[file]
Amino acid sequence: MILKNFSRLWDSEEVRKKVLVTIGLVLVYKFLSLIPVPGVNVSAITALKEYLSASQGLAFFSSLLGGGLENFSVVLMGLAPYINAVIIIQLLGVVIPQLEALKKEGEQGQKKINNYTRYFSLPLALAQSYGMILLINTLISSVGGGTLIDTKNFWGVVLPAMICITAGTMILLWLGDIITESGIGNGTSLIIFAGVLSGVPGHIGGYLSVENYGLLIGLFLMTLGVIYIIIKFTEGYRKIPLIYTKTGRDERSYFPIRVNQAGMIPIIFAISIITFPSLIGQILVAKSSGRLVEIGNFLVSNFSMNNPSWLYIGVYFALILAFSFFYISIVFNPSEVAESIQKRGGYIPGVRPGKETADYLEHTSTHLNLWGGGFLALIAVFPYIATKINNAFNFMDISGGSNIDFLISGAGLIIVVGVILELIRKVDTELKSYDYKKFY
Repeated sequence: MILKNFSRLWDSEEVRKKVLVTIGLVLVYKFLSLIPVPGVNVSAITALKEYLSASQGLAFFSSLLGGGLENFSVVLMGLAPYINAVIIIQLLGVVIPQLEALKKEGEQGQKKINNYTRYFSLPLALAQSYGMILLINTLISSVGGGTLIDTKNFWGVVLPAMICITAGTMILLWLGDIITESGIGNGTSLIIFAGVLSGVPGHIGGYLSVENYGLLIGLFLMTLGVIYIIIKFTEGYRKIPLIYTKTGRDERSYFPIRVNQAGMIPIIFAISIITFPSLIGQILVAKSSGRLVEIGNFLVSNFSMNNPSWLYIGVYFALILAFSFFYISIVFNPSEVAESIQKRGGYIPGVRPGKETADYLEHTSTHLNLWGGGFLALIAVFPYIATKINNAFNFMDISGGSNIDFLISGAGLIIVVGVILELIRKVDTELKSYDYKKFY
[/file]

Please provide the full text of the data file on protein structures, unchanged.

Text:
Amino acid sequence: MILKNFSRLWDSEEVRKKVLVTIGLVLVYKFLSLIPVPGVNVSAITALKEYLSASQGLAFFSSLLGGGLENFSVVLMGLAPYINAVIIIQLLGVVIPQLEALKKEGEQGQKKINNYTRYFSLPLALAQSYGMILLINTLISSVGGGTLIDTKNFWGVVLPAMICITAGTMILLWLGDIITESGIGNGTSLIIFAGVLSGVPGHIGGYLSVENYGLLIGLFLMTLGVIYIIIKFTEGYRKIPLIYTKTGRDERSYFPIRVNQAGMIPIIFAISIITFPSLIGQILVAKSSGRLVEIGNFLVSNFSMNNPSWLYIGVYFALILAFSFFYISIVFNPSEVAESIQKRGGYIPGVRPGKETADYLEHTSTHLNLWGGGFLALIAVFPYIATKINNAFNFMDISGGSNIDFLISGAGLIIVVGVILELIRKVDTELKSYDYKKFY
Repeated sequence: MILKNFSRLWDSEEVRKKVLVTIGLVLVYKFLSLIPVPGVNVSAITALKEYLSASQGLAFFSSLLGGGLENFSVVLMGLAPYINAVIIIQLLGVVIPQLEALKKEGEQGQKKINNYTRYFSLPLALAQSYGMILLINTLISSVGGGTLIDTKNFWGVVLPAMICITAGTMILLWLGDIITESGIGNGTSLIIFAGVLSGVPGHIGGYLSVENYGLLIGLFLMTLGVIYIIIKFTEGYRKIPLIYTKTGRDERSYFPIRVNQAGMIPIIFAISIITFPSLIGQILVAKSSGRLVEIGNFLVSNFSMNNPSWLYIGVYFALILAFSFFYISIVFNPSEVAESIQKRGGYIPGVRPGKETADYLEHTSTHLNLWGGGFLALIAVFPYIATKINNAFNFMDISGGSNIDFLISGAGLIIVVGVILELIRKVDTELKSYDYKKFY